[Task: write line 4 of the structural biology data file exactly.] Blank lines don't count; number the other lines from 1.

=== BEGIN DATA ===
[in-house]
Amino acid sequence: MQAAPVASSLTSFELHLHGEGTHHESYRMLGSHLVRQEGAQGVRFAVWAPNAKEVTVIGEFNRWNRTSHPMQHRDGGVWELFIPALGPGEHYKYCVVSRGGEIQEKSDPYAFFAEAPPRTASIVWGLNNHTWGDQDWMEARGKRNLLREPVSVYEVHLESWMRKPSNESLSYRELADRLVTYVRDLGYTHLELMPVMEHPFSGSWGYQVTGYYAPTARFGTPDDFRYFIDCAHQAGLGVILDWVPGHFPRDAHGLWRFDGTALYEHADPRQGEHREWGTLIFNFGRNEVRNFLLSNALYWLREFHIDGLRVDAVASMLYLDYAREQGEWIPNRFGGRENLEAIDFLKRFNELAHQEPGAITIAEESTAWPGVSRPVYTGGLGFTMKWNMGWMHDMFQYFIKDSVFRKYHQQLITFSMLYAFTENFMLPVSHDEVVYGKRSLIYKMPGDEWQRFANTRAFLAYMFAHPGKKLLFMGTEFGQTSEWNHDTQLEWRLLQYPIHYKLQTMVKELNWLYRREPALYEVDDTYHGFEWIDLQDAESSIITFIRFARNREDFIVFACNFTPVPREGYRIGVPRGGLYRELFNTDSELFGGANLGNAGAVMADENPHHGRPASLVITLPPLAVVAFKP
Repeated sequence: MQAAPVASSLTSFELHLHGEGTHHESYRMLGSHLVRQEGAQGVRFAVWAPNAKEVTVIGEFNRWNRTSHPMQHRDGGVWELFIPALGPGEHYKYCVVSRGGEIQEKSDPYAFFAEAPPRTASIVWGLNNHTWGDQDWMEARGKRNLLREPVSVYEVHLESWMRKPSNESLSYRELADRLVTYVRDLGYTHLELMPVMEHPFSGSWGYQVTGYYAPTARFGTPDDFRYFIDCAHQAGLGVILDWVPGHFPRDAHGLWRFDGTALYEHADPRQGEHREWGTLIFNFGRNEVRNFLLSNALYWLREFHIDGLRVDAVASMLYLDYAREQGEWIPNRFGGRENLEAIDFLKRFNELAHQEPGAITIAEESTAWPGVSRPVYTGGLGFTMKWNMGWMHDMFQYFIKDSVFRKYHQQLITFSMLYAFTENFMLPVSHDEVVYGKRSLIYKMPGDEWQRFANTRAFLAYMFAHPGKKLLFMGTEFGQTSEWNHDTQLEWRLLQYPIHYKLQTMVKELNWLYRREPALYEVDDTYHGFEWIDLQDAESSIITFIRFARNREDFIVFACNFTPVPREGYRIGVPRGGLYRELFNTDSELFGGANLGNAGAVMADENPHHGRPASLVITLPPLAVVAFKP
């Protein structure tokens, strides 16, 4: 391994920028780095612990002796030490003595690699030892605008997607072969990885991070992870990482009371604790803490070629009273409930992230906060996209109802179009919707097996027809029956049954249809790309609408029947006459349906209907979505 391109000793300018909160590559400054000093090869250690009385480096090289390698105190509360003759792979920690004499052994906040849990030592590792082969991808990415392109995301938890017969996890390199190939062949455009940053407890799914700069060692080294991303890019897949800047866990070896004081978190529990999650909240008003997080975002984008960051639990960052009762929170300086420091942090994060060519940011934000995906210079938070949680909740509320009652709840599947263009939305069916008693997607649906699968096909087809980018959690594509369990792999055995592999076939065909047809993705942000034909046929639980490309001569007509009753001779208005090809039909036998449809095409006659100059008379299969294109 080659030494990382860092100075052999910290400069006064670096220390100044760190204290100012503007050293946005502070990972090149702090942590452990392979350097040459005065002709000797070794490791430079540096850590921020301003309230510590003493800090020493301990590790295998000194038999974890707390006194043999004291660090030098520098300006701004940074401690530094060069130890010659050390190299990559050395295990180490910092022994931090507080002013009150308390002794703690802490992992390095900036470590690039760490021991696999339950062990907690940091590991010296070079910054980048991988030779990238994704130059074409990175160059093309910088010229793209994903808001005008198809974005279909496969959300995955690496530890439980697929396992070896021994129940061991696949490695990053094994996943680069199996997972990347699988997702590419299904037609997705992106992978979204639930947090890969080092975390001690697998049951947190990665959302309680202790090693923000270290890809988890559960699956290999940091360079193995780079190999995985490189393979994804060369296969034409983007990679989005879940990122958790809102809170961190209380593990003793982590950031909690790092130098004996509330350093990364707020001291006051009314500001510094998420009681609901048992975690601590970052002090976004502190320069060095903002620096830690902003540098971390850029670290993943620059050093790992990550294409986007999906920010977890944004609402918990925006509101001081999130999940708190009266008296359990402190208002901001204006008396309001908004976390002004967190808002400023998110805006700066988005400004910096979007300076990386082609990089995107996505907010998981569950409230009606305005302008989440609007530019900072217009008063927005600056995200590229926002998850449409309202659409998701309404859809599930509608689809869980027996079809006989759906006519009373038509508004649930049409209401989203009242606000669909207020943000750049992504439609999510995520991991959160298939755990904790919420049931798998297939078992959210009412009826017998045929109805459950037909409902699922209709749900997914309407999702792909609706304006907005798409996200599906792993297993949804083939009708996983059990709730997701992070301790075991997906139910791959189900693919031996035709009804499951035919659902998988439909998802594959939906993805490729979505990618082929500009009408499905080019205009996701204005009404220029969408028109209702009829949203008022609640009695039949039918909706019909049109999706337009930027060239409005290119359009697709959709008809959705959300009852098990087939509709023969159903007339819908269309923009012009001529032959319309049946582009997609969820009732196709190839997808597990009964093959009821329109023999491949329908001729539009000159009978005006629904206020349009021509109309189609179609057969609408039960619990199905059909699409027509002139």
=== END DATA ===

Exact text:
């Protein structure tokens, strides 16, 4: 391994920028780095612990002796030490003595690699030892605008997607072969990885991070992870990482009371604790803490070629009273409930992230906060996209109802179009919707097996027809029956049954249809790309609408029947006459349906209907979505 391109000793300018909160590559400054000093090869250690009385480096090289390698105190509360003759792979920690004499052994906040849990030592590792082969991808990415392109995301938890017969996890390199190939062949455009940053407890799914700069060692080294991303890019897949800047866990070896004081978190529990999650909240008003997080975002984008960051639990960052009762929170300086420091942090994060060519940011934000995906210079938070949680909740509320009652709840599947263009939305069916008693997607649906699968096909087809980018959690594509369990792999055995592999076939065909047809993705942000034909046929639980490309001569007509009753001779208005090809039909036998449809095409006659100059008379299969294109 080659030494990382860092100075052999910290400069006064670096220390100044760190204290100012503007050293946005502070990972090149702090942590452990392979350097040459005065002709000797070794490791430079540096850590921020301003309230510590003493800090020493301990590790295998000194038999974890707390006194043999004291660090030098520098300006701004940074401690530094060069130890010659050390190299990559050395295990180490910092022994931090507080002013009150308390002794703690802490992992390095900036470590690039760490021991696999339950062990907690940091590991010296070079910054980048991988030779990238994704130059074409990175160059093309910088010229793209994903808001005008198809974005279909496969959300995955690496530890439980697929396992070896021994129940061991696949490695990053094994996943680069199996997972990347699988997702590419299904037609997705992106992978979204639930947090890969080092975390001690697998049951947190990665959302309680202790090693923000270290890809988890559960699956290999940091360079193995780079190999995985490189393979994804060369296969034409983007990679989005879940990122958790809102809170961190209380593990003793982590950031909690790092130098004996509330350093990364707020001291006051009314500001510094998420009681609901048992975690601590970052002090976004502190320069060095903002620096830690902003540098971390850029670290993943620059050093790992990550294409986007999906920010977890944004609402918990925006509101001081999130999940708190009266008296359990402190208002901001204006008396309001908004976390002004967190808002400023998110805006700066988005400004910096979007300076990386082609990089995107996505907010998981569950409230009606305005302008989440609007530019900072217009008063927005600056995200590229926002998850449409309202659409998701309404859809599930509608689809869980027996079809006989759906006519009373038509508004649930049409209401989203009242606000669909207020943000750049992504439609999510995520991991959160298939755990904790919420049931798998297939078992959210009412009826017998045929109805459950037909409902699922209709749900997914309407999702792909609706304006907005798409996200599906792993297993949804083939009708996983059990709730997701992070301790075991997906139910791959189900693919031996035709009804499951035919659902998988439909998802594959939906993805490729979505990618082929500009009408499905080019205009996701204005009404220029969408028109209702009829949203008022609640009695039949039918909706019909049109999706337009930027060239409005290119359009697709959709008809959705959300009852098990087939509709023969159903007339819908269309923009012009001529032959319309049946582009997609969820009732196709190839997808597990009964093959009821329109023999491949329908001729539009000159009978005006629904206020349009021509109309189609179609057969609408039960619990199905059909699409027509002139």